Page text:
Britain 'resolute' in commitment to Afghan war effort: US
US Defense Secretary Robert Gates voiced confidence on Monday that Britain is "resolute" in its commitment to the war in Afghanistan, saying he would not ask London to offer more troops.
Speaking to reporters on his plane bound for London, Gates said he was encouraged in his initial talks with Britain's new defence secretary, Liam Fox.
"Based on the preliminary conversations that I've had with Dr Fox, I have the sense that the new British government is quite resolute with respect to Afghanistan and reaffirming the commitment there," said Gates, after a visit to Azerbaijan and Singapore.
After arriving in London, Gates met Prime Minister David Cameron at his Downing Street office with the NATO-led mission featuring prominently in their discussions.
A Downing Street spokesman said: "The Prime Minister reiterated UK support for US strategy, including the plan progressively to transition security responsibilities to the government of Afghanistan as their capacity develops."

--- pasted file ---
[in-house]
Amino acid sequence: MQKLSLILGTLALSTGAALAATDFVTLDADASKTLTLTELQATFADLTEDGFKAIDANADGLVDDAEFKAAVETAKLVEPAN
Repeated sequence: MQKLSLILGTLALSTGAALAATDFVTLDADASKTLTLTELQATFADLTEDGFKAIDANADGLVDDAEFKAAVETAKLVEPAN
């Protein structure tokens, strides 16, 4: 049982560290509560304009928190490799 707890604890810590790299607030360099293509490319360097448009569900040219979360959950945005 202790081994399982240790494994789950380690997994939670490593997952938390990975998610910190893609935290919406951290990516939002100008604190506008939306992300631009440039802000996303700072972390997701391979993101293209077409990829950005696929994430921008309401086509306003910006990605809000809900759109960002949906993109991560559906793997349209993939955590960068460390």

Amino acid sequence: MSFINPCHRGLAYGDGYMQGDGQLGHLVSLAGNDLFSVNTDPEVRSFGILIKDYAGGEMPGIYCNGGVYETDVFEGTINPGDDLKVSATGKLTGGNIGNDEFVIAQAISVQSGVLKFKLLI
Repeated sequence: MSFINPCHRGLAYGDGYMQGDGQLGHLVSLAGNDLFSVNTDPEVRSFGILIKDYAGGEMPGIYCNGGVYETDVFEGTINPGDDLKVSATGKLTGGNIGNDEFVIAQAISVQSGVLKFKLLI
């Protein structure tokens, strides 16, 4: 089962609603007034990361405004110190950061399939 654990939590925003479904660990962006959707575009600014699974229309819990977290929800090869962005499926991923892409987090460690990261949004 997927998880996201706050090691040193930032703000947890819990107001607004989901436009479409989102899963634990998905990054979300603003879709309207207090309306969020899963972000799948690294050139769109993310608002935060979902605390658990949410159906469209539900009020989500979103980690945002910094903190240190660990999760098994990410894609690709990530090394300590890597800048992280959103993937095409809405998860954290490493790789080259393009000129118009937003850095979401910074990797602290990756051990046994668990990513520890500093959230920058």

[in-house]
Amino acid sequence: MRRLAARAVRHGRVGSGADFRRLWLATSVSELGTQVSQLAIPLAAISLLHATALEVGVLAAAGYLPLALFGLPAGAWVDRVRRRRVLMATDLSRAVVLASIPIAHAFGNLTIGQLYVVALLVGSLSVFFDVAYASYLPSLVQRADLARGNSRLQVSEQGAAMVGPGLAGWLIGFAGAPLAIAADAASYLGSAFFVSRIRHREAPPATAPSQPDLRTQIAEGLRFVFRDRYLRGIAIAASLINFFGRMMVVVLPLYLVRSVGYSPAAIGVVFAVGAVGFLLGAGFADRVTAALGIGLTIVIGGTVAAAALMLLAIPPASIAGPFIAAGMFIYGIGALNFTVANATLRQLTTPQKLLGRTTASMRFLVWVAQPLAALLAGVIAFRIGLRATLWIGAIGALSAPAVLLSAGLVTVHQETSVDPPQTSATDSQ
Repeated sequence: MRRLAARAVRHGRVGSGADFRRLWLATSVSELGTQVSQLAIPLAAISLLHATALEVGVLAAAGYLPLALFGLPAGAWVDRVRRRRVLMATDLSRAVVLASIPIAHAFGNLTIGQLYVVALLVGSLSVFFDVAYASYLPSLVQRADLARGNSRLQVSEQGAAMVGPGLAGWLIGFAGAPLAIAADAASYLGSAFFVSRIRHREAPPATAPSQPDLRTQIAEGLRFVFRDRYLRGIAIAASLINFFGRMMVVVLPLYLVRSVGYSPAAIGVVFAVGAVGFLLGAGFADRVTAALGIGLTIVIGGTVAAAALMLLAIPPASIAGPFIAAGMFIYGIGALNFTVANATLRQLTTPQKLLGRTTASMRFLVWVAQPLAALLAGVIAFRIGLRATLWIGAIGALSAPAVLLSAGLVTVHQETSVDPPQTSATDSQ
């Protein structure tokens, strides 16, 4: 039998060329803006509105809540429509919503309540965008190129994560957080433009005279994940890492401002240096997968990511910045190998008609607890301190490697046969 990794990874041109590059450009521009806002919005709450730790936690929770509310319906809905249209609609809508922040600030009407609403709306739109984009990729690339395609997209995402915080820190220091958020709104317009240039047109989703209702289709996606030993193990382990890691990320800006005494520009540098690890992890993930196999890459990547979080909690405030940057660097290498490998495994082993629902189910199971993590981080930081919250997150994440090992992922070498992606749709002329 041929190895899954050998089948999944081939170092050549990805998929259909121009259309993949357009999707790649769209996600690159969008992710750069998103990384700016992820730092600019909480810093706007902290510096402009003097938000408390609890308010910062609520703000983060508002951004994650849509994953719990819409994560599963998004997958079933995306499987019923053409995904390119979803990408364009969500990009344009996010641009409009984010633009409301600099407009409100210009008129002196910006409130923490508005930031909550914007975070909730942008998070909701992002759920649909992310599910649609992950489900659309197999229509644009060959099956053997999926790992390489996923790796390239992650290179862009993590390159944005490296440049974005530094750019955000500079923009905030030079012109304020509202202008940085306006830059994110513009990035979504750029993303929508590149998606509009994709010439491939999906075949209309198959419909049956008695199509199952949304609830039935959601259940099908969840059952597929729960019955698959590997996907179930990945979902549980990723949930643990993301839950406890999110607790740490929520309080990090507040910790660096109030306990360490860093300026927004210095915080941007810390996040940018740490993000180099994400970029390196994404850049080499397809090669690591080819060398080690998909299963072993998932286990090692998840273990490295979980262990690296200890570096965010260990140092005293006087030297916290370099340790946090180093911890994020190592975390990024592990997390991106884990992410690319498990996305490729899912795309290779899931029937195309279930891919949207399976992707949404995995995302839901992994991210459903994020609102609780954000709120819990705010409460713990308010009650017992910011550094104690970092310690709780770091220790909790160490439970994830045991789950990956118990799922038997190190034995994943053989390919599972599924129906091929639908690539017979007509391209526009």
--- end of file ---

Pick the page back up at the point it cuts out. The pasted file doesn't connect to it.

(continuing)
Cameron and Gates also discussed Iran's nuclear programme "and the importance of securing early agreement on an additional package of sanctions," the spokesman added.
Gates said earlier that Britain, which has 9,500 troops in Afghanistan as part of a 60-nation force, "has done everything anybody can expect of it."
"I think they've really stepped up and as usual been an admirable partner."
The Ministry of Defence announced on Saturday that two British soldiers were killed in a small arms clash with insurgents in Afghanistan's south.
The deaths bring to 292 the number of British troops killed since operations in Afghanistan began in October 2001.
Public backing for the war is on the decline in Britain amid expectations the new coalition government will review the military's presence in Afghanistan.
In a speech on Saturday at a security conference in Singapore, Britain's new Defence Secretary Liam Fox said British troops needed to stay in Afghanistan to prevent the country from becoming a failed state and a breeding ground for extremists.
Gates was due to hold a working lunch with Fox on Tuesday and was later to meet Foreign Secretary William Hague, before heading to Brussels for a NATO meeting with defence ministers.
© 2010 AFP